The alumni of Theta Delta Chi Fraternity (TDX) are filing a lawsuit against the University according to a release posted on Save Stanford TDX’s website Wednesday. The complaint alleges Stanford violated TDX’s due process rights by punishing the fraternity arbitrarily for the death of a student and fraternity member.
University spokesperson Karla Hudson wrote, “We have seen the petition, we disagree with it, and we intend to vigorously contest the claims in it,” in response to an inquiry from The Daily.
TDX was suspended after Eitan Weiner ’22 was found dead in the house in January 2020 after accidentally ingesting fentanyl in counterfeit Percocet pills. Weiner’s family filed a wrongful death suit in December 2021 against TDX, Stanford, three students and a fourth unaffiliated individual.
The family’s complaint alleges Stanford repeatedly failed to follow the University’s Residential Education policies in the days leading up to Eitan’s death on Jan. 17, 2020. The family is also arguing that Stanford and TDX neglected their duty to warn the student body of the risk of lethal counterfeit Percocets being circulated in Santa Clara County at the time.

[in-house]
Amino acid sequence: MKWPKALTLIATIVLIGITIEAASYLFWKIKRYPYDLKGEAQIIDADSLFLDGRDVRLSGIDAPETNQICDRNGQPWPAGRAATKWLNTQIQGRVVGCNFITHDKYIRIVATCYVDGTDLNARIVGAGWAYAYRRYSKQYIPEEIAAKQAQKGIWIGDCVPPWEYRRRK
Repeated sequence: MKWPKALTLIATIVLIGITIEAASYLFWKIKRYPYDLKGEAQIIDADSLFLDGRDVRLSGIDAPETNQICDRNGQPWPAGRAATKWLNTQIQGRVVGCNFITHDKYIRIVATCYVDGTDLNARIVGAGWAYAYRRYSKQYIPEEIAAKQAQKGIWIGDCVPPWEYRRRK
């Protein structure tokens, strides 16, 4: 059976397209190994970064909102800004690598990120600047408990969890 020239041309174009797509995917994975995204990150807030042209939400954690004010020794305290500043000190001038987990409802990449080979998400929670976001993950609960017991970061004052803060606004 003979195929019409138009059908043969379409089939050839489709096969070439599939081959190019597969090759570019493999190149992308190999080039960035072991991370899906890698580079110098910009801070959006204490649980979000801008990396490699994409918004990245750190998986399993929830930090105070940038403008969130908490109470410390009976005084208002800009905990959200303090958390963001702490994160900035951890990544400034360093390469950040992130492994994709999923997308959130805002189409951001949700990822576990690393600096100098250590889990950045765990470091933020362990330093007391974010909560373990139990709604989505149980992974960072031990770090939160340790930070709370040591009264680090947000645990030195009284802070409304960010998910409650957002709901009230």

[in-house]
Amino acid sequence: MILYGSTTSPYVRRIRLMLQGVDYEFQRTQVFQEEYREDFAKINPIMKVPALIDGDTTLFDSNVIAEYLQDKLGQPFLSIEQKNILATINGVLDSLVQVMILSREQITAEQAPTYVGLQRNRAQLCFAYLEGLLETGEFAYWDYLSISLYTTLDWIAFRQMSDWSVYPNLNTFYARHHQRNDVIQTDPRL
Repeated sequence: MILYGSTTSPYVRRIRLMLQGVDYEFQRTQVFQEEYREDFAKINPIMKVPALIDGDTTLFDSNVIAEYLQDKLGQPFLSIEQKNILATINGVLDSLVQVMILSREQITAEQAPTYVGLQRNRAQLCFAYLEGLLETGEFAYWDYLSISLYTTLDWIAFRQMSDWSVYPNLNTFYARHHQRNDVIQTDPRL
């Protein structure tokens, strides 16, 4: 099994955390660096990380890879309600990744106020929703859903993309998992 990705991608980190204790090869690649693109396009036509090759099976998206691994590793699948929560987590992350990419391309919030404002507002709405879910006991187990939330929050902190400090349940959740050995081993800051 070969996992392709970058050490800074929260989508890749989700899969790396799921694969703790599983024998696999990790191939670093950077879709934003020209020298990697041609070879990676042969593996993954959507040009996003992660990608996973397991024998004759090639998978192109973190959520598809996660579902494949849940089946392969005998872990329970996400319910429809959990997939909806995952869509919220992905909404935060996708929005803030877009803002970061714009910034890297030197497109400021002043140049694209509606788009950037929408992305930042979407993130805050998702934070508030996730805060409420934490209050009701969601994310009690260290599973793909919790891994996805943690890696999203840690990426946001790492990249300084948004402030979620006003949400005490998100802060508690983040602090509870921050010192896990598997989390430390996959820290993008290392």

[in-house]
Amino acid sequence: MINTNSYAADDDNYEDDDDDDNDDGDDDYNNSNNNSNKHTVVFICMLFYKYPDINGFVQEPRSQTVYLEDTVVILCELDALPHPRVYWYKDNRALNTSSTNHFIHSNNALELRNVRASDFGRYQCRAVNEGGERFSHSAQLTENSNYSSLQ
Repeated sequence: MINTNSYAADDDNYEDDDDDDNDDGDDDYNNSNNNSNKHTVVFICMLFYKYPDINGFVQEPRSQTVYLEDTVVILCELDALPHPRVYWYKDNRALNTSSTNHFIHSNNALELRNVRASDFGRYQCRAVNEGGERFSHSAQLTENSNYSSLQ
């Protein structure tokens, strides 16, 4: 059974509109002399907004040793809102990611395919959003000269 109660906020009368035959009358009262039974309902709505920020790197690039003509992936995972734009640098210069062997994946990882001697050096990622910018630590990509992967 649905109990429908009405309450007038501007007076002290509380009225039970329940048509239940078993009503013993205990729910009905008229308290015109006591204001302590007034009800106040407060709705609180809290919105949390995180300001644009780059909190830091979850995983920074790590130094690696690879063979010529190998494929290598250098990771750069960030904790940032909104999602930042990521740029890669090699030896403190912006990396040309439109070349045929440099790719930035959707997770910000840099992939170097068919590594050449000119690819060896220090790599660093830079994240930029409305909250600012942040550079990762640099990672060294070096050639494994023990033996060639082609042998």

TDX’s lawsuit alleges the University violated the fraternity’s rights by “arbitrarily punishing” them and invoking a six-year suspension of the fraternity and removal of the fraternity from their home on campus. According to the alumni group, the six-year suspension was an attempt to shift blame to the fraternity on Weiner’s passing.
“In its 130-year history, Stanford University has never enacted such a draconian measure against one of its student-led organizations,” attorney Mark M. Hathaway said in the release. “They have fundamentally violated the rights of Theta Delta Chi members and alumni, and in doing so, have not only suspended the fraternity from campus without cause, but they have also arbitrarily and unjustly tarnished the reputation of the organization and its individual members.”
The lawsuit alleges the University did not find evidence of wrongdoing by members of TDX, and that Weiner’s death was unrelated to the actions of TDX members.
Stanford also committed multiple due process violations because TDX was not granted access to evidence the University used or the witnesses interviewed, the lawsuit alleges. Finally, according to alumni, the original university committee at the hearing recommended probation for the fraternity but the Office of Student Affairs’ six year suspension was “completely unprecedented” and “historically heavy-handed.”